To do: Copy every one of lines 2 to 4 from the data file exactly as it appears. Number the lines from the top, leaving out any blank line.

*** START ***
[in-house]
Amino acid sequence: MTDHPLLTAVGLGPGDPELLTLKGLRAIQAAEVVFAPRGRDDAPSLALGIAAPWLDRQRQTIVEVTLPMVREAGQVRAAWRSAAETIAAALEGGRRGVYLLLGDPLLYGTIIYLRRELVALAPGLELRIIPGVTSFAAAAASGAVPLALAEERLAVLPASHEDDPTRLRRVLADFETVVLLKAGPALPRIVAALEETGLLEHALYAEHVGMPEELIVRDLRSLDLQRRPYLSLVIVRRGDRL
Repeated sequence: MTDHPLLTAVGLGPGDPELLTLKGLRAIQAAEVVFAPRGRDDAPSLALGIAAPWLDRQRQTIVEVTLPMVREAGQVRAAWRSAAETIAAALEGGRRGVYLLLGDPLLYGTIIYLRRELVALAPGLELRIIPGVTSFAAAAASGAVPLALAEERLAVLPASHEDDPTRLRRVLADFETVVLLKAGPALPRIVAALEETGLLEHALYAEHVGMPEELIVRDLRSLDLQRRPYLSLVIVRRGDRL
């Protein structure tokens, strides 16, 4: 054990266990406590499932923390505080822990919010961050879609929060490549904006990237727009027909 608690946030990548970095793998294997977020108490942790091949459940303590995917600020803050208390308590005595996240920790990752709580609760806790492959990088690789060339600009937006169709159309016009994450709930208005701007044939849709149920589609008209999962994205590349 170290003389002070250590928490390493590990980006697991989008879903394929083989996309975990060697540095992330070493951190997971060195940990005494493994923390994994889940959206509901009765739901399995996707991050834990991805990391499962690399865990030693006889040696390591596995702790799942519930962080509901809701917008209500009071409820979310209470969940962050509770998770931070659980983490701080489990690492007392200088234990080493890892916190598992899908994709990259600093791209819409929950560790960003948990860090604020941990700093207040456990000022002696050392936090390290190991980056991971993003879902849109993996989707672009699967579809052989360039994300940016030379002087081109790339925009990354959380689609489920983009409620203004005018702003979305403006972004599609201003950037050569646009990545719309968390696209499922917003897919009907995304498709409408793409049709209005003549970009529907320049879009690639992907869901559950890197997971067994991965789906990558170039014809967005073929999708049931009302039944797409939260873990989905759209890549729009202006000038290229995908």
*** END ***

Amino acid sequence: MTDHPLLTAVGLGPGDPELLTLKGLRAIQAAEVVFAPRGRDDAPSLALGIAAPWLDRQRQTIVEVTLPMVREAGQVRAAWRSAAETIAAALEGGRRGVYLLLGDPLLYGTIIYLRRELVALAPGLELRIIPGVTSFAAAAASGAVPLALAEERLAVLPASHEDDPTRLRRVLADFETVVLLKAGPALPRIVAALEETGLLEHALYAEHVGMPEELIVRDLRSLDLQRRPYLSLVIVRRGDRL
Repeated sequence: MTDHPLLTAVGLGPGDPELLTLKGLRAIQAAEVVFAPRGRDDAPSLALGIAAPWLDRQRQTIVEVTLPMVREAGQVRAAWRSAAETIAAALEGGRRGVYLLLGDPLLYGTIIYLRRELVALAPGLELRIIPGVTSFAAAAASGAVPLALAEERLAVLPASHEDDPTRLRRVLADFETVVLLKAGPALPRIVAALEETGLLEHALYAEHVGMPEELIVRDLRSLDLQRRPYLSLVIVRRGDRL
């Protein structure tokens, strides 16, 4: 054990266990406590499932923390505080822990919010961050879609929060490549904006990237727009027909 608690946030990548970095793998294997977020108490942790091949459940303590995917600020803050208390308590005595996240920790990752709580609760806790492959990088690789060339600009937006169709159309016009994450709930208005701007044939849709149920589609008209999962994205590349 170290003389002070250590928490390493590990980006697991989008879903394929083989996309975990060697540095992330070493951190997971060195940990005494493994923390994994889940959206509901009765739901399995996707991050834990991805990391499962690399865990030693006889040696390591596995702790799942519930962080509901809701917008209500009071409820979310209470969940962050509770998770931070659980983490701080489990690492007392200088234990080493890892916190598992899908994709990259600093791209819409929950560790960003948990860090604020941990700093207040456990000022002696050392936090390290190991980056991971993003879902849109993996989707672009699967579809052989360039994300940016030379002087081109790339925009990354959380689609489920983009409620203004005018702003979305403006972004599609201003950037050569646009990545719309968390696209499922917003897919009907995304498709409408793409049709209005003549970009529907320049879009690639992907869901559950890197997971067994991965789906990558170039014809967005073929999708049931009302039944797409939260873990989905759209890549729009202006000038290229995908």